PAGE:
Sea, sand, butterflies, people, boats, water skiers, squirrels, trees, birds, dogs, sea lions, other cyclists, skateboarders, runners, babies in strollers, blue sky, clouds, wind, lights, stars, the moon and touches of Hollywood glam (CSI Miami film shoots) - all rolling by at a sweet, not sweating, pace—speed does not even enter into my biking equation.
WoBSoCal: Tell us about your wonderful hand-crafted helmets!
Debi: Well my helmet is not really handcrafted—it is a low-profile helmet made overseas and designed to accommodate different helmet covers—mostly covers that look like hats. I have just designed different hats that fit over the helmet—some a little zanier than others. I even have one for the winter that looks like a trapper’s hat—faux fur ear muffs and all.
I have tried to find someone to help design and manufacture a low-profile helmet in the US that accommodates hat covers, but so far I have not been successful in doing so. I think there is a market here for bike riders who do not need or want aerodynamic helmets. For adults and kids, the hat covers help protect from the sun (an essential in CA) and add a little “fun” to wearing a helmet. If any of your readers are interested in this venture (or adventure) I would love for them to let us know.
WoBSoCal: Do you remember the first time you met Mark Bixby at your office park? How long after that did he ask if he could take these beautiful images of you?
Debi: The first time I met Mark B. is when he walked up to me, introduced himself and asked if he could take pictures of me on my bike. We worked in the same office building and often he would pass me as I was locking up my bike as he was coming into the office building. Before the “May I take your picture?” introduction, we would smile and make small talk about my biking to work each day.
Mark explained that he had a friend who was doing a bicycle movie about bicycle commuting in Long Beach and he wanted to take the pictures to send to his friend. (His friend turned out to be the wonderful Michael Bauch—and the movie, of course—is Michael’s fab Long Beach Indy film- Riding Bikes with the Dutch). After that—Mark and I became friends and he helped me meet more people and friends in Long Beach. I only knew Mark for a few years—but like his name—he left a mark, a beautiful mark, on my life. I miss him.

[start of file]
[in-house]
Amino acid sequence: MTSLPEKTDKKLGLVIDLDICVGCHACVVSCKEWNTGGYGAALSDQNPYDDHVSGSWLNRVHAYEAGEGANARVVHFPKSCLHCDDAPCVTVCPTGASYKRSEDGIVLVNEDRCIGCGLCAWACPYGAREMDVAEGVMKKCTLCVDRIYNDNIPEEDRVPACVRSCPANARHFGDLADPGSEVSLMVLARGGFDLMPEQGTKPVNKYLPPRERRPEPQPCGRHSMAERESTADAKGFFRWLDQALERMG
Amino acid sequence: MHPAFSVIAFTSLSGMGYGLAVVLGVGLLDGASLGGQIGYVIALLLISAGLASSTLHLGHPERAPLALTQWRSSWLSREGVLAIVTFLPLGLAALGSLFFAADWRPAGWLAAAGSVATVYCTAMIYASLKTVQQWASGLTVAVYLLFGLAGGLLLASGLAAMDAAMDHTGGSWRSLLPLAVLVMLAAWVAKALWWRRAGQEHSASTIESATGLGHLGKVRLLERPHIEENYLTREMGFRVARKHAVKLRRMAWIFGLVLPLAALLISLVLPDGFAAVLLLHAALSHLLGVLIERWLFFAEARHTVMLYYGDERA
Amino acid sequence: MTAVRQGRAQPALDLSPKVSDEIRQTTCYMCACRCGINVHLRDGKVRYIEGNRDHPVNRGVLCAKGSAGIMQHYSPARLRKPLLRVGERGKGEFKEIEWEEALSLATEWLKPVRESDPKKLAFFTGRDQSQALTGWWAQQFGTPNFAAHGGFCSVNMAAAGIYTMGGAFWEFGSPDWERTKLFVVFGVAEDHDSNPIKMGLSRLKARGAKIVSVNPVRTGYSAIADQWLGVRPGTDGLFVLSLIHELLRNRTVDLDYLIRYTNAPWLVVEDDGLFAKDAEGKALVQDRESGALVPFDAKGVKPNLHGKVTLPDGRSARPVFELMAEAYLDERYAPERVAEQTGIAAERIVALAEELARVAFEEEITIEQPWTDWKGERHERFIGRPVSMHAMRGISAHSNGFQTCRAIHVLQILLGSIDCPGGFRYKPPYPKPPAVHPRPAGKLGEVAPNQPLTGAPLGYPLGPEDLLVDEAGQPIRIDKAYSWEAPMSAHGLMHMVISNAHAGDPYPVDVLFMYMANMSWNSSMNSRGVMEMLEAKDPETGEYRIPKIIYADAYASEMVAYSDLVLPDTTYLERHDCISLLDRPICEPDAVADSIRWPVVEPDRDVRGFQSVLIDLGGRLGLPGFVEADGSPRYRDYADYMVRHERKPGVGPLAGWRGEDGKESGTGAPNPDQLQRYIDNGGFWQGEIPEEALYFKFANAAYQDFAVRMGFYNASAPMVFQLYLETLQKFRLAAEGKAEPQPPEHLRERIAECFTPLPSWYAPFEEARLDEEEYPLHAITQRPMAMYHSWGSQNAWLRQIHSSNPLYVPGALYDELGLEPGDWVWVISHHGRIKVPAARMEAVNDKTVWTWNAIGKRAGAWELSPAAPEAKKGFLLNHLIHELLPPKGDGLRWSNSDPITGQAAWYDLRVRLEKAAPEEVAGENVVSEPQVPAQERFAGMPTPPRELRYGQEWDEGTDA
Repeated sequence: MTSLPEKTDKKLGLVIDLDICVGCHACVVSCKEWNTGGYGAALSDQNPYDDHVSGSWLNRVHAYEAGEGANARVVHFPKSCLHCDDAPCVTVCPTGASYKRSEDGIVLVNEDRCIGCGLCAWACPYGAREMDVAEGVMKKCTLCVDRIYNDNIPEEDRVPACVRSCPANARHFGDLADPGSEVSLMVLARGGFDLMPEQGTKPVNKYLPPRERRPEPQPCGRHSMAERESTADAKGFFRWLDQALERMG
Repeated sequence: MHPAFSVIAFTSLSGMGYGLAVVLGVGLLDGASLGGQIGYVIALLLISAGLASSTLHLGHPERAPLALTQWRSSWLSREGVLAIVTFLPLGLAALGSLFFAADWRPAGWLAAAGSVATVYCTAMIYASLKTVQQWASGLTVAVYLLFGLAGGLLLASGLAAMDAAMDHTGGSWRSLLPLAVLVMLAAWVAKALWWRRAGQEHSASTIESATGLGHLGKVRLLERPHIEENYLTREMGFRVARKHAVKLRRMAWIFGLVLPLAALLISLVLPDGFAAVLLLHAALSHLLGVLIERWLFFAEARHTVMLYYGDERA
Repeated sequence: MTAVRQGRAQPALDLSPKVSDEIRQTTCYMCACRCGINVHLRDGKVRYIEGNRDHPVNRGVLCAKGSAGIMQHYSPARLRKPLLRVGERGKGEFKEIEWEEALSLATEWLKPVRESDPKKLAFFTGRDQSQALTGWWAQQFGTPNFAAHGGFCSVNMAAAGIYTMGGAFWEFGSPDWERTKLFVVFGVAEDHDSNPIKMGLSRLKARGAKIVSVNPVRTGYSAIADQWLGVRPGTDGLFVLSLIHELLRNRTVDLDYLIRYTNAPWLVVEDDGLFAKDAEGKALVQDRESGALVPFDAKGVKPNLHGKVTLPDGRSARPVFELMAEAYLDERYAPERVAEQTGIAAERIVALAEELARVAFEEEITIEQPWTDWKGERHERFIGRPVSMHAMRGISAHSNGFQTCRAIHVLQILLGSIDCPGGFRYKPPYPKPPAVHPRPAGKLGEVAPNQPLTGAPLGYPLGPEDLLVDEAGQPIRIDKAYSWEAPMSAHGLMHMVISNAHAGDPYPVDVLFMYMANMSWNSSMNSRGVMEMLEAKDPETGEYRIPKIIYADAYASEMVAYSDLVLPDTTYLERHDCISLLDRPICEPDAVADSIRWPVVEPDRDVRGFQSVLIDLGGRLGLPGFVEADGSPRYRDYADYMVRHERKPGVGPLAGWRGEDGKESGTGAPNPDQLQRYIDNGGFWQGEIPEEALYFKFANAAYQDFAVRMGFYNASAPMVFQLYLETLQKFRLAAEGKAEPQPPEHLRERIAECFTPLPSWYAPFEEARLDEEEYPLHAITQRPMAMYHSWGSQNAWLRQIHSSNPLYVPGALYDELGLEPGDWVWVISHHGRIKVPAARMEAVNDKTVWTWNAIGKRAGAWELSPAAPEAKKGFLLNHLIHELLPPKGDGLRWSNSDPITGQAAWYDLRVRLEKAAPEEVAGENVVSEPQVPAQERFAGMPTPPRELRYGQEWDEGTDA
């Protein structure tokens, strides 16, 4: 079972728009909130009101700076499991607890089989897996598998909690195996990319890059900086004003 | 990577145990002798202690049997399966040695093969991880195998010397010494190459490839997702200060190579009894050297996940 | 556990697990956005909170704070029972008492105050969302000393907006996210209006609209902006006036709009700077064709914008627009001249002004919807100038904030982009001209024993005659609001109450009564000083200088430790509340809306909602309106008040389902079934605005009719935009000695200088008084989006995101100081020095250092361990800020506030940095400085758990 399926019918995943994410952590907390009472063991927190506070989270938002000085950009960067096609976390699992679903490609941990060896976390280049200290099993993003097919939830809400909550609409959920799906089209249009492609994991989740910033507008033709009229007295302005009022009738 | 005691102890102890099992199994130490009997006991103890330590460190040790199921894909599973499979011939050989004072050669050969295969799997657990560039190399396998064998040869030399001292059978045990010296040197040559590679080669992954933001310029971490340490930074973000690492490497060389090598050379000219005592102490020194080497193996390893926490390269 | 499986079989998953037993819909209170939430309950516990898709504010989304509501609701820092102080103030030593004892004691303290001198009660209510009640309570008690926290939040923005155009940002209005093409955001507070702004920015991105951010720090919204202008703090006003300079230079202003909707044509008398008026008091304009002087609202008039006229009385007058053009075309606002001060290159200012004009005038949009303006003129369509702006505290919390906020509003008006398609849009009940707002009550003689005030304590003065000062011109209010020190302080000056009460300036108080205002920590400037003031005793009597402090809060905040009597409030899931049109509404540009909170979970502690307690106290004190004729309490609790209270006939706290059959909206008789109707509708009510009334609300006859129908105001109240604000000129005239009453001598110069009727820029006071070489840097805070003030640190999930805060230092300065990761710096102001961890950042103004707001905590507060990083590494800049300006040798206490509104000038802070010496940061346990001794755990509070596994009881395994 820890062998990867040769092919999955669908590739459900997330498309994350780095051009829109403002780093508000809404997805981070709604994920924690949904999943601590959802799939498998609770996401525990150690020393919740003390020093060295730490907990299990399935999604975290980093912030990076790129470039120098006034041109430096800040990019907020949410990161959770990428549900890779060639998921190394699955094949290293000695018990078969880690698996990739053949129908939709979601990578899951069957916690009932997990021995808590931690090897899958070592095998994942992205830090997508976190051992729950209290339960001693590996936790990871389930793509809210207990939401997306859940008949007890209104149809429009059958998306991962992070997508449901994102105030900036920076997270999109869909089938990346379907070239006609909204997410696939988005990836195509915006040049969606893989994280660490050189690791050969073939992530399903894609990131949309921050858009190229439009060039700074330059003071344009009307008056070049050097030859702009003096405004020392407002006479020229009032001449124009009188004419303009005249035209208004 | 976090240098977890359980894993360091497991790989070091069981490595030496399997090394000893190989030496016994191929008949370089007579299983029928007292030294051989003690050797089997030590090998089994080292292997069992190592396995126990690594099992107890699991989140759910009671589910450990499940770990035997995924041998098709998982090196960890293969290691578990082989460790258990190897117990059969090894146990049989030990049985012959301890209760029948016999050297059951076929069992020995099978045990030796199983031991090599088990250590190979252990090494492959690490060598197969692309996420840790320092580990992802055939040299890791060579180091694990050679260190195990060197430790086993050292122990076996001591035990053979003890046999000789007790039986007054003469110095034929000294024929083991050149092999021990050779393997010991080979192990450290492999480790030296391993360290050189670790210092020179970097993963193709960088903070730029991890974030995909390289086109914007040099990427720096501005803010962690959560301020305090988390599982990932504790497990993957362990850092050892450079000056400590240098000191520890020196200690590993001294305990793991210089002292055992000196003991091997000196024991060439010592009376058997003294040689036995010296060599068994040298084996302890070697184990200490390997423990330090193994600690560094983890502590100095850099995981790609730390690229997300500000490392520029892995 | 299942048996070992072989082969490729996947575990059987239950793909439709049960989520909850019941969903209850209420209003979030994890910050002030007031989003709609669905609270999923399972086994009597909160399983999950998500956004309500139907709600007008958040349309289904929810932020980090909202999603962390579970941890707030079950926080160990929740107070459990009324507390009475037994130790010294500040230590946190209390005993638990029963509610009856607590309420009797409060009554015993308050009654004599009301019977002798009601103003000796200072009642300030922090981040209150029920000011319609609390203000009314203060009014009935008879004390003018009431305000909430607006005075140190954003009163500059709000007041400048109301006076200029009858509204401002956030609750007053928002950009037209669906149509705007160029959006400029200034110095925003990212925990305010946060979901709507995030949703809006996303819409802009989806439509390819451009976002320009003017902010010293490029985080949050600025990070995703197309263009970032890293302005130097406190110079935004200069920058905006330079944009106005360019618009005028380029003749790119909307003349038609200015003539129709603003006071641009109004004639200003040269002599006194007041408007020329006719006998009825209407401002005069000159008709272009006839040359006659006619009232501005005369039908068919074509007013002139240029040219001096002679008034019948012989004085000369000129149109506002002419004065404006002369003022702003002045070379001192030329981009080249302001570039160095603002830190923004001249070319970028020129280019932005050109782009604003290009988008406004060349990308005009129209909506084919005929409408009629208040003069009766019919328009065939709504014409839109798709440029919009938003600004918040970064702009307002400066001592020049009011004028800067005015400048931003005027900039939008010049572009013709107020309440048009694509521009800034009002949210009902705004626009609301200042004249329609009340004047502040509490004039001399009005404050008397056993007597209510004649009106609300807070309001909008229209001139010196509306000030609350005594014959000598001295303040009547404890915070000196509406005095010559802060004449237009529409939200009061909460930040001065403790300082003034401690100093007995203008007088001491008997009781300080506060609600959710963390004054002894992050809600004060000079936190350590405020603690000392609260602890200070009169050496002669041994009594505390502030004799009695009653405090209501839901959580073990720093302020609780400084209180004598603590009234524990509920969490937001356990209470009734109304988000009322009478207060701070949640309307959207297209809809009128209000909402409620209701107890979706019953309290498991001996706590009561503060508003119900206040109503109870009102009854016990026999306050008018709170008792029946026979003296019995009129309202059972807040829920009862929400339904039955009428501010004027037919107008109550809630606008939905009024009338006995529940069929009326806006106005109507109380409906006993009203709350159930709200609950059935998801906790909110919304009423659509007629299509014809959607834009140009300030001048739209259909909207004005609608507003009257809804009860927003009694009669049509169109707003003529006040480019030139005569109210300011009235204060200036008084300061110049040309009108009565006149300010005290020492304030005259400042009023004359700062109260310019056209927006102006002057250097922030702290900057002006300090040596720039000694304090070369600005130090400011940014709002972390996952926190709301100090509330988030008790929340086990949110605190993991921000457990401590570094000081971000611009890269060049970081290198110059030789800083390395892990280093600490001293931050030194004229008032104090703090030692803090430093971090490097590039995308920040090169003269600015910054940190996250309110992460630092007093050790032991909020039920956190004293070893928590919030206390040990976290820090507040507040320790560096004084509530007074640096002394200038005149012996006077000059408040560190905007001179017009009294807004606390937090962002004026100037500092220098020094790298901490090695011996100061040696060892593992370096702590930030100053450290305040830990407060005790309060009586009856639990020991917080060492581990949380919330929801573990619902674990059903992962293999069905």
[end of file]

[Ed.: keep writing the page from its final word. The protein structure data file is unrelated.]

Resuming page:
I must admit that at first I was taken a back a bit—I had never been approached by a man asking to take pictures of me. I was pretty sure that Mark was legit—but I called my husband to tell him about Mark’s request. My husband chose to be there for the “photo shoot.” Pretty funny in retrospect!
Endnote: After I saw the pictures—I asked Mark if he could Photoshop or airbrush out the wrinkles (I’m so vain!). Anyway—he said that he was getting a new camera—and would do a second shoot. Wish it could have been so- but I treasure those pictures—wrinkles and all.
WoBSoCal: What do you wish more women understood about making a bike ride a part of their life?
I wish I had understood sooner the importance of making “joy rides” a part of my life. For me—biking has become one of my joy rides (see my “Story” above) in addition to some other really neat stuff. I wish I could say that I bike to be kind to Mother Earth or for the benefits of exercise—but I am not that good. Those are just fortunate add-ons. I bike because I still can and because it makes me joyful. I suppose—if either of those components no longer hold—then I will stop—but until then—Happy Trails… Debi.